“Red” scribes Jon and Erich Hoeber along with Berg deserve top marks for their imaginative adaptation of the venerable Milton Bradley board game. For the record, this two person game predates World War I and the opponents must guess the location of their enemy’s ships. The Hoebers open “Battleship” in 2005 with the revelation that NASA (keep those funds coming) has found a "Goldilocks planet" similar to Earth in a nearby galaxy. We use a powerful, sophisticated satellite to beam a radio signal to Planet G. One geeky scientist raises questions about this strategy. "This could be like Columbus and the Indians, except we're the Indians.” Predictably, these dastardly devils dispatch a reconnaissance force to investigate Earth. Unfortunately, for these fellows who all resemble “Hellboy’s” Ron Pearlman with reptilian eyes, things do not proceed as planned. Five ships invade Earth. One smashes into an orbiting satellite and crashes into the skyscrapers of Hong Kong. Now, the aliens have no way to call home. The remaining four starships plunge into the Pacific Ocean. This occurs about the same time that the U.S. Navy and 13 other countries are embarking on RIMPAC. Otherwise known as the Rim of the Pacific Naval Exercise, this bi-annual war games constitutes the world's largest international maritime task. You can see how the Hoebers and Berg used the board game as a jumping off point.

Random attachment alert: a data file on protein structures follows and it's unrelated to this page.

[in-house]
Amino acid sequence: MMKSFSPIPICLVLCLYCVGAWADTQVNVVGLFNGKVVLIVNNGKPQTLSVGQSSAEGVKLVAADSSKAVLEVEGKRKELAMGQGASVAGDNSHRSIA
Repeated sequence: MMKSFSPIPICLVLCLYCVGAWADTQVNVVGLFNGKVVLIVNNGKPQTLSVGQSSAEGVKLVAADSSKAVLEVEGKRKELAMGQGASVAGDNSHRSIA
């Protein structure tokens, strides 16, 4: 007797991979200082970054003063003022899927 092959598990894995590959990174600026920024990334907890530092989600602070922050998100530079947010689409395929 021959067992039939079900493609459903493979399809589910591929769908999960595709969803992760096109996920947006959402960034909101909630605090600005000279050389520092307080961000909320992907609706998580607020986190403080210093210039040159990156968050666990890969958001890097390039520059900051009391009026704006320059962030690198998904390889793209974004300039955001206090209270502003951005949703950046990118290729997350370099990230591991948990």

Seven years elapse. Stone commands the USS Sampson, while Alex serves as Tactical Action Officer aboard the destroyer USS John Paul Jones. Samantha and Alex are still dating, much to Admiral Shane’s chagrin. During a soccer match between the U.S. Navy and the Japanese, a Japanese player kicks Alex in the face by accident. Long story short, this mischief forges bad blood between the two, and they tangle later and are reprimanded. Admiral Shane warns Alex that his seagoing days may be numbered. Cue the aliens to crash into the Pacific, wipe out a warship, and deploy an impregnable shield that encloses both the Sampson and the John Paul Jones. Worse things ensue, but our hero redeems himself.